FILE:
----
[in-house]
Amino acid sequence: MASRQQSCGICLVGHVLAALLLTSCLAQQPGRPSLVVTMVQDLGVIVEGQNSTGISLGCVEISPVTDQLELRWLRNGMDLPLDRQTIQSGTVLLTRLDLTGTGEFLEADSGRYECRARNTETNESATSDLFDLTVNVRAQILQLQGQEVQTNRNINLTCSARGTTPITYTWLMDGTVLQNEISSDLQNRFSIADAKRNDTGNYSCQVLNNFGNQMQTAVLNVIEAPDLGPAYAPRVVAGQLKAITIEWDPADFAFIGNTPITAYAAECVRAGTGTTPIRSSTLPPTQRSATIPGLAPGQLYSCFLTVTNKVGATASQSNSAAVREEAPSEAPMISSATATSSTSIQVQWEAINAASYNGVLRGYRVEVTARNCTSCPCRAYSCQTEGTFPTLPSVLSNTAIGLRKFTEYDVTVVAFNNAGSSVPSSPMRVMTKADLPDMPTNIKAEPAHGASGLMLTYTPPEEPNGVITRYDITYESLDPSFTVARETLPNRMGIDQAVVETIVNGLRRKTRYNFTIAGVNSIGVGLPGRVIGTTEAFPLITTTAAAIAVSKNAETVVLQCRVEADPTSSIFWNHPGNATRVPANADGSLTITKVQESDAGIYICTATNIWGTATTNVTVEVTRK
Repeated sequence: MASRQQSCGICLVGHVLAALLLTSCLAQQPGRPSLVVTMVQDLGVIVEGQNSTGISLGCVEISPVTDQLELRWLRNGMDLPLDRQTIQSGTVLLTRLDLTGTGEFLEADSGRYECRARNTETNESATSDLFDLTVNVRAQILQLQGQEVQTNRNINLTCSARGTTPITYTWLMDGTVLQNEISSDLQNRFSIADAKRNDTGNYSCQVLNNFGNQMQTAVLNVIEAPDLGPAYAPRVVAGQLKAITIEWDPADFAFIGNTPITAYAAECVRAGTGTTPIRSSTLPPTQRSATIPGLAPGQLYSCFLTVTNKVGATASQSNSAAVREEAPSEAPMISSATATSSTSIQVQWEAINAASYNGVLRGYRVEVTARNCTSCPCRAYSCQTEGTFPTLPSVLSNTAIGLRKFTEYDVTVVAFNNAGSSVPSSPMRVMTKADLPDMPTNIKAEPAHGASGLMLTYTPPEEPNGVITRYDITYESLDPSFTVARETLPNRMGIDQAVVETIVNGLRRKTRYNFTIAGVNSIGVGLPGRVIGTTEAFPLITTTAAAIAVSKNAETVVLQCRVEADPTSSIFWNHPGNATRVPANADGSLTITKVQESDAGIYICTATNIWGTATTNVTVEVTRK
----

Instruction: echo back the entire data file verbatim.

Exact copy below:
[in-house]
Amino acid sequence: MASRQQSCGICLVGHVLAALLLTSCLAQQPGRPSLVVTMVQDLGVIVEGQNSTGISLGCVEISPVTDQLELRWLRNGMDLPLDRQTIQSGTVLLTRLDLTGTGEFLEADSGRYECRARNTETNESATSDLFDLTVNVRAQILQLQGQEVQTNRNINLTCSARGTTPITYTWLMDGTVLQNEISSDLQNRFSIADAKRNDTGNYSCQVLNNFGNQMQTAVLNVIEAPDLGPAYAPRVVAGQLKAITIEWDPADFAFIGNTPITAYAAECVRAGTGTTPIRSSTLPPTQRSATIPGLAPGQLYSCFLTVTNKVGATASQSNSAAVREEAPSEAPMISSATATSSTSIQVQWEAINAASYNGVLRGYRVEVTARNCTSCPCRAYSCQTEGTFPTLPSVLSNTAIGLRKFTEYDVTVVAFNNAGSSVPSSPMRVMTKADLPDMPTNIKAEPAHGASGLMLTYTPPEEPNGVITRYDITYESLDPSFTVARETLPNRMGIDQAVVETIVNGLRRKTRYNFTIAGVNSIGVGLPGRVIGTTEAFPLITTTAAAIAVSKNAETVVLQCRVEADPTSSIFWNHPGNATRVPANADGSLTITKVQESDAGIYICTATNIWGTATTNVTVEVTRK
Repeated sequence: MASRQQSCGICLVGHVLAALLLTSCLAQQPGRPSLVVTMVQDLGVIVEGQNSTGISLGCVEISPVTDQLELRWLRNGMDLPLDRQTIQSGTVLLTRLDLTGTGEFLEADSGRYECRARNTETNESATSDLFDLTVNVRAQILQLQGQEVQTNRNINLTCSARGTTPITYTWLMDGTVLQNEISSDLQNRFSIADAKRNDTGNYSCQVLNNFGNQMQTAVLNVIEAPDLGPAYAPRVVAGQLKAITIEWDPADFAFIGNTPITAYAAECVRAGTGTTPIRSSTLPPTQRSATIPGLAPGQLYSCFLTVTNKVGATASQSNSAAVREEAPSEAPMISSATATSSTSIQVQWEAINAASYNGVLRGYRVEVTARNCTSCPCRAYSCQTEGTFPTLPSVLSNTAIGLRKFTEYDVTVVAFNNAGSSVPSSPMRVMTKADLPDMPTNIKAEPAHGASGLMLTYTPPEEPNGVITRYDITYESLDPSFTVARETLPNRMGIDQAVVETIVNGLRRKTRYNFTIAGVNSIGVGLPGRVIGTTEAFPLITTTAAAIAVSKNAETVVLQCRVEADPTSSIFWNHPGNATRVPANADGSLTITKVQESDAGIYICTATNIWGTATTNVTVEVTRK